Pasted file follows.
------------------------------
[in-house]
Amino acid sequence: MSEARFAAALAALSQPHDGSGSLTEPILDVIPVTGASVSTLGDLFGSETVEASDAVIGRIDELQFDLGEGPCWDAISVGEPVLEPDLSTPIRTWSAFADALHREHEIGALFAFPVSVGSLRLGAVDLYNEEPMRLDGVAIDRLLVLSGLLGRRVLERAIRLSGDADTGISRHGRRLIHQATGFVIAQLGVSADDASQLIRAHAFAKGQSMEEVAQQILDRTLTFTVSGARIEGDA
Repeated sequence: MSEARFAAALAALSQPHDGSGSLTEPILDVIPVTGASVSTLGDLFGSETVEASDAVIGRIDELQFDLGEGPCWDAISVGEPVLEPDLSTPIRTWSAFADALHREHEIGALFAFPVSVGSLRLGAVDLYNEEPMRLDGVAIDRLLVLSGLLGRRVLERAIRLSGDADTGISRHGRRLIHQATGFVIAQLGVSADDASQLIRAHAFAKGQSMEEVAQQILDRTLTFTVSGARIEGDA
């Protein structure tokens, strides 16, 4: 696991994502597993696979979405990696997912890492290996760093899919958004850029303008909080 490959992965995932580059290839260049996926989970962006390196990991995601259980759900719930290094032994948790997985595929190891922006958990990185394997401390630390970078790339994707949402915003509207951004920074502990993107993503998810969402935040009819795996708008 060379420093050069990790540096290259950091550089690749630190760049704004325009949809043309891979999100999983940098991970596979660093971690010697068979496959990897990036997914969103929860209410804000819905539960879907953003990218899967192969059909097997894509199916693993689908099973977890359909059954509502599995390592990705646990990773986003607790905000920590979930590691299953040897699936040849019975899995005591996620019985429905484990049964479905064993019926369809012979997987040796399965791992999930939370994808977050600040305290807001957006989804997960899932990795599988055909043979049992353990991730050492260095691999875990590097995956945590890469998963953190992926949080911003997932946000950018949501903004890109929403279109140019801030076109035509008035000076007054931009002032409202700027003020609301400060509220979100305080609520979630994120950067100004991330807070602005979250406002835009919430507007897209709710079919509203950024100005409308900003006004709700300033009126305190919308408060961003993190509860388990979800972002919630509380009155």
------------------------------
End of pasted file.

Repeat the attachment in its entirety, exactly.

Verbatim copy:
[in-house]
Amino acid sequence: MSEARFAAALAALSQPHDGSGSLTEPILDVIPVTGASVSTLGDLFGSETVEASDAVIGRIDELQFDLGEGPCWDAISVGEPVLEPDLSTPIRTWSAFADALHREHEIGALFAFPVSVGSLRLGAVDLYNEEPMRLDGVAIDRLLVLSGLLGRRVLERAIRLSGDADTGISRHGRRLIHQATGFVIAQLGVSADDASQLIRAHAFAKGQSMEEVAQQILDRTLTFTVSGARIEGDA
Repeated sequence: MSEARFAAALAALSQPHDGSGSLTEPILDVIPVTGASVSTLGDLFGSETVEASDAVIGRIDELQFDLGEGPCWDAISVGEPVLEPDLSTPIRTWSAFADALHREHEIGALFAFPVSVGSLRLGAVDLYNEEPMRLDGVAIDRLLVLSGLLGRRVLERAIRLSGDADTGISRHGRRLIHQATGFVIAQLGVSADDASQLIRAHAFAKGQSMEEVAQQILDRTLTFTVSGARIEGDA
């Protein structure tokens, strides 16, 4: 696991994502597993696979979405990696997912890492290996760093899919958004850029303008909080 490959992965995932580059290839260049996926989970962006390196990991995601259980759900719930290094032994948790997985595929190891922006958990990185394997401390630390970078790339994707949402915003509207951004920074502990993107993503998810969402935040009819795996708008 060379420093050069990790540096290259950091550089690749630190760049704004325009949809043309891979999100999983940098991970596979660093971690010697068979496959990897990036997914969103929860209410804000819905539960879907953003990218899967192969059909097997894509199916693993689908099973977890359909059954509502599995390592990705646990990773986003607790905000920590979930590691299953040897699936040849019975899995005591996620019985429905484990049964479905064993019926369809012979997987040796399965791992999930939370994808977050600040305290807001957006989804997960899932990795599988055909043979049992353990991730050492260095691999875990590097995956945590890469998963953190992926949080911003997932946000950018949501903004890109929403279109140019801030076109035509008035000076007054931009002032409202700027003020609301400060509220979100305080609520979630994120950067100004991330807070602005979250406002835009919430507007897209709710079919509203950024100005409308900003006004709700300033009126305190919308408060961003993190509860388990979800972002919630509380009155």